CONSIDERATIONS: The NSTC instructed the park to assist laid-off workers and urge companies to use furlough programs to ease the effects of falling demand Firms in the Hsinchu Science Park (新竹科學園區), which houses major tech companies, reported laying off 496 employees last month amid weakened global demand, Hsinchu Science Park Bureau director-general Wayne Wang (王永壯) said yesterday. Wang told a news conference that 48 companies in the science park laid off employees last month, including one hard disk supplier which let go 241 employees as part of a plant closure due to falling demand. Other companies reported sporadic layoffs as they adjusted to weakening demand, he said. Wang made the remarks after local media reported the layoffs over the weekend. Although the global economy is struggling with high
DEJA VU: Echoing the probe into real-estate giant Evergrande Group, the bank is under Beijing police scrutiny after last week, telling investors it is ‘severely insolvent’ Chinese authorities said they recently opened criminal investigations into Zhongzhi Enterprise Group Co’s (中植企業) money management business, days after the embattled shadow banking giant revealed a shortfall of US$36.4 billion in its balance sheet. Police in Beijing said in a statement on WeChat that they took “criminal mandatory measures” against multiple suspects, identifying one by their last name, Xie (解). They urged investors to report cases or provide leads to the authorities, including filing complaints online. Xie Zhikun (解直錕), the group’s founder, died in 2021, but several of his relatives are executives at the company. The statement did not elaborate on what
German Chancellor Olaf Scholz and German Minister for Economic Affairs and Climate Action Robert Habeck have promised to solve investment subsidy issues for Taiwan Semiconductor Manufacturing Co (TSMC, 台積電) and Intel Corp, despite the country’s budget woes. Uncertainty over the funding to TSMC and Intel has arisen after a ruling by the German Federal Constitutional Court, which cast doubt over subsidies for construction of local semiconductor chip plants. On Nov. 15, the court ruled that the German government’s decision last year to reallocate 60 billion euros (US$65.74 billion) of unused funding from COVID-19 pandemic support measures to its Climate and Transformation Fund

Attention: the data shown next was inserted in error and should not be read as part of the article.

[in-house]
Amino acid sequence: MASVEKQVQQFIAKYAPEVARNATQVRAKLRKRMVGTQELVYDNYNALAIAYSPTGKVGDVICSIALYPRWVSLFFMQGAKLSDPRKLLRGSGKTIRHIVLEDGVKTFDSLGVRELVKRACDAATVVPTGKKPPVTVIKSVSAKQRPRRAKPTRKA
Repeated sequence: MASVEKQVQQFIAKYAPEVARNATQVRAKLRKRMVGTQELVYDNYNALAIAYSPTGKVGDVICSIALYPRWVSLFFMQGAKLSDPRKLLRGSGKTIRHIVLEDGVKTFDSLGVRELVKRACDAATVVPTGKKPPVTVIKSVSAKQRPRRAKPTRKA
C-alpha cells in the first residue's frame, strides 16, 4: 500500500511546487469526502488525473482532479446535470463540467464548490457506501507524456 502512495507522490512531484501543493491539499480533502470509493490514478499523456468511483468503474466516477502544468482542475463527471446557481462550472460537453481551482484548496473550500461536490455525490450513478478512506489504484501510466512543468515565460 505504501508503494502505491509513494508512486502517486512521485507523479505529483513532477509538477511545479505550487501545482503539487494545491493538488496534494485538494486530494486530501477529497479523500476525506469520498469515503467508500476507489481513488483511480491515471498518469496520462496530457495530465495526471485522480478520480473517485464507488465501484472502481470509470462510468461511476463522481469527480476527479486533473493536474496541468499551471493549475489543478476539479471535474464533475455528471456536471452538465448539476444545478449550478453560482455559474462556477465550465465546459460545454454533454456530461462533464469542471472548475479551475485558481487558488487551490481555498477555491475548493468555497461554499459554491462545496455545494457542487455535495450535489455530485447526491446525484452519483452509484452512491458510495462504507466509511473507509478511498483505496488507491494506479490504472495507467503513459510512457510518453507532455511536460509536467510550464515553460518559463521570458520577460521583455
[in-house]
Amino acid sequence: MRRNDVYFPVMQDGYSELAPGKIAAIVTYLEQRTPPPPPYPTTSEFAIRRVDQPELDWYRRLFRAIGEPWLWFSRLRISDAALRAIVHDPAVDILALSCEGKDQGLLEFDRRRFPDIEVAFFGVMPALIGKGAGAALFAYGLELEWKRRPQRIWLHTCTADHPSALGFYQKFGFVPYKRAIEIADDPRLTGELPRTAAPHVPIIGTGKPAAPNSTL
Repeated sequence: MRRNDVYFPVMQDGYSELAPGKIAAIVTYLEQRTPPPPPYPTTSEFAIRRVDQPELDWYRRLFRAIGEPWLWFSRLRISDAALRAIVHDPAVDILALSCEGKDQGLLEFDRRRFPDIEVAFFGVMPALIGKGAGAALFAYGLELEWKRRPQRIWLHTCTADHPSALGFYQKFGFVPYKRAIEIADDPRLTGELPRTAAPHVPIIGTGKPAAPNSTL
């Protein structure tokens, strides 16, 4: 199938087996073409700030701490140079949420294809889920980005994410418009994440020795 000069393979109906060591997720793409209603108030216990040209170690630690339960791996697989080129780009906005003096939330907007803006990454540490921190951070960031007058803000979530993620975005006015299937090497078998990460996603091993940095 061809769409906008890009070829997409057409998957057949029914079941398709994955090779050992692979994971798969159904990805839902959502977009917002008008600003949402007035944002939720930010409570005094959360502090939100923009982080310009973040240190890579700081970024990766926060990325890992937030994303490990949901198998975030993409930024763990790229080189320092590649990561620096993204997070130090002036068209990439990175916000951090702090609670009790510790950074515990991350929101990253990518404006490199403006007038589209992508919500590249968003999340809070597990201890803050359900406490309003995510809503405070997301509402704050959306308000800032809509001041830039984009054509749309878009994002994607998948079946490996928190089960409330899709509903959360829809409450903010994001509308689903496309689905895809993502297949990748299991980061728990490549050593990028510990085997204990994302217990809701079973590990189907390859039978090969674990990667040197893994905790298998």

NEW TREAD: The Taiwanese shoe brand paired with TSMC to turn silicon waste into a circular economy good, following its success making shoes from coffee grounds Ccilu International Inc (馳綠國際), a Taiwan-based footwear brand, has become the first company in the world to turn silicon waste from contract chipmaker Taiwan Semiconductor Manufacturing Co (TSMC, 台積電) into eco-friendly shoes. Last year, the global footwear industry saw the first pair of pressure-relief slippers made from recycled silicon waste by Ccilu. The brand continued to unveil follow-up collections, including sports shoes and massage slippers made from the same materials. In an interview with CNA, Ccilu CEO Wilson Hsu (許佳鳴) recalled the company’s innovation of the first pair of slippers made from silicon waste after its silicon waste treatment partner, Semisils Applied Materials